Have you been experiencing elbow pain or soreness? Even if you haven’t been serving up aces, you may have a case of tennis elbow.
Tennis elbow, or lateral epicondylitis, refers to pain that occurs when tendons in your elbow are overworked, usually by repetitive motions in your wrist and arm. Tennis players represent the majority of people who frequently practice these types of repetitive motions, hence the name association.
However, tennis elbow is a condition that can affect anyone, not just tennis players! Doctors at Decker Chiropractic are here to break down the causes and symptoms of tennis elbow and break down the treatment and healing process!
Tennis Elbow: Anatomy
In order to fully understand tennis elbow, it’s important to first have a clear vision of the bones and tendons in your arm.
There are three bones in your arms: the upper arm bone, called the humerus, and the radius and ulna, which are in your forearm. Muscles, ligaments, and tendons hold your elbow joint together, and are responsible for your ability to grip, twist, and carry objects.
Tendons, also called extensors, attach your muscles to your bones. The tendon that is usually affected by tennis elbow is called the Extensor Carpi Radialis Brevis (ECRB).
How Tennis Elbow Affects Your Arm
The ECRB tendon stabilizes your wrist when your elbow is straight. A tennis groundstroke, for example, requires a player’s arm to be extended and stabilized as they swing their racquet and connect with the oncoming tennis ball.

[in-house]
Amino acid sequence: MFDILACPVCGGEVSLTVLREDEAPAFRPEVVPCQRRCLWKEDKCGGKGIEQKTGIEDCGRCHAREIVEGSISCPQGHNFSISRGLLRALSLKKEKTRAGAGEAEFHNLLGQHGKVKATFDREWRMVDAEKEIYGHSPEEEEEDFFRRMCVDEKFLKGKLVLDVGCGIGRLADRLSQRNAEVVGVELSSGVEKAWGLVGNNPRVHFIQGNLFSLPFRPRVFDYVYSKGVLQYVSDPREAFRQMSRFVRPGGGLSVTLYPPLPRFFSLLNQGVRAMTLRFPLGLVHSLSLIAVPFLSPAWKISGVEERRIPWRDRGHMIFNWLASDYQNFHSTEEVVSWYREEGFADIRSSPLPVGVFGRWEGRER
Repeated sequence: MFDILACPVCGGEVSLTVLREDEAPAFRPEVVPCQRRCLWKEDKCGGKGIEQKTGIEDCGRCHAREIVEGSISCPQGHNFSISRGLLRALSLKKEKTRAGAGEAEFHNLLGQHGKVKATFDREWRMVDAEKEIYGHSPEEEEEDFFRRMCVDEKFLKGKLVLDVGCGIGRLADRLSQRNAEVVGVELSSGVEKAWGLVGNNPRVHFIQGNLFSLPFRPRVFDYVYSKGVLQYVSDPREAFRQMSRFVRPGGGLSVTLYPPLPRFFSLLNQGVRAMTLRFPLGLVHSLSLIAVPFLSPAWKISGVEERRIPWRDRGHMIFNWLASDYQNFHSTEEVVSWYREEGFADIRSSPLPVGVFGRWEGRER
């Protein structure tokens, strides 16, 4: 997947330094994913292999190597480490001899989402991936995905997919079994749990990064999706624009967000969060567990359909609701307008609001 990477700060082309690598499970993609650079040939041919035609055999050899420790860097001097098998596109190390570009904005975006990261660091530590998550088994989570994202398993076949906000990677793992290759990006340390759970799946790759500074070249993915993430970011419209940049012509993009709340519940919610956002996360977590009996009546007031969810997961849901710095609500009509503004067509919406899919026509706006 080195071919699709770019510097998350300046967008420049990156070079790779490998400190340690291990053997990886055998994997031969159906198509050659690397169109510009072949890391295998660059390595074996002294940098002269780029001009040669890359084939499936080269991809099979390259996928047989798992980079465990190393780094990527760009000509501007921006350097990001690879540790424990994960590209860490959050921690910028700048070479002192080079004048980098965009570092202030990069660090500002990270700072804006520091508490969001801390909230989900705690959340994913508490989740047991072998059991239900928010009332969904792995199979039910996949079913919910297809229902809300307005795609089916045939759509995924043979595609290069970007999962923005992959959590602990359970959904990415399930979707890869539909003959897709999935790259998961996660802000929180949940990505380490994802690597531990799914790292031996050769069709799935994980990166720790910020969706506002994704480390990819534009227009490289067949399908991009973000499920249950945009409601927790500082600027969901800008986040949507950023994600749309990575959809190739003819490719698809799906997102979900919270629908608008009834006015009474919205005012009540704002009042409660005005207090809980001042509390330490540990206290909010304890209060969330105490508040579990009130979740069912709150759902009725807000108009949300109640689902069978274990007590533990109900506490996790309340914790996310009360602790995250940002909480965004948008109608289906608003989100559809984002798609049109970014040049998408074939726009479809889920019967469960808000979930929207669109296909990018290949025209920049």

When the ECRB tendon is overused, it becomes weakened, and microscopic tears can form where the tendon attaches to the bone. This, of course, leads to inflammation and pain in your elbow.
The ECRB and attached muscles can also rub against the ends of your bones within your elbow if they are being repeatedly bent and straightened. This can also cause wear and tear, leading to the same inflammation and pain.
Tennis Elbow Symptoms and Statistics
Symptoms of tennis elbow can occur suddenly from an injury due to excessive motion in your wrist or arm. However, it’s more common for symptoms to appear gradually over weeks and months.
Symptoms of tennis elbow include:
- Pain or burning in the outside of your elbow.
- Pain that radiates from your elbow to your wrist.
- Weak grip strength, and difficulty holding or handling small objects.
- Stiffness in your elbow.
More facts to know about tennis elbow:
- Tennis elbow occurs more often in men than women.
- Tennis elbow is thought to affect between 1 and 3 percent of the US population.
- Most commonly affects people between the ages of 30 to 50.
- 50 percent of all tennis players will experience tennis elbow at some point.
Tennis Elbow Treatment
Approximately 80-95% of patients that are diagnosed with tennis elbow find success through nonsurgical treatment.
Treatment for tennis elbow has advanced past simple techniques such as icing and rest or immobilization. New physical therapy techniques like specific elbow and wrist adjustments, cold therapy laser and acupuncture, from experienced chiropractors, such as the staff at Decker Chiropractic in Olathe, can help you recover your elbow and wrist strength!
A technique called the Tyler Twist incorporates a wrist extensor exercise using a flexible rubber bar. The technique was proven so effective in treating tennis elbow that researchers stopped the trial halfway through so that the control group could experience the benefit of the treatment!
Along with specific therapy, your chiropractor can recommend wearing an elbow brace to ease the stress on the tendon and muscles while your elbow heals and recovers.
Decker Chiropractic in Olathe Serves Up Aces
Our doctors at Decker Chiropractic can help you get back on the court! We offer clients in Olathe the best physical therapy practices along with chiropractic and acupuncture care.
Connect with your trusted team at Decker Chiropractic to schedule an appointment today!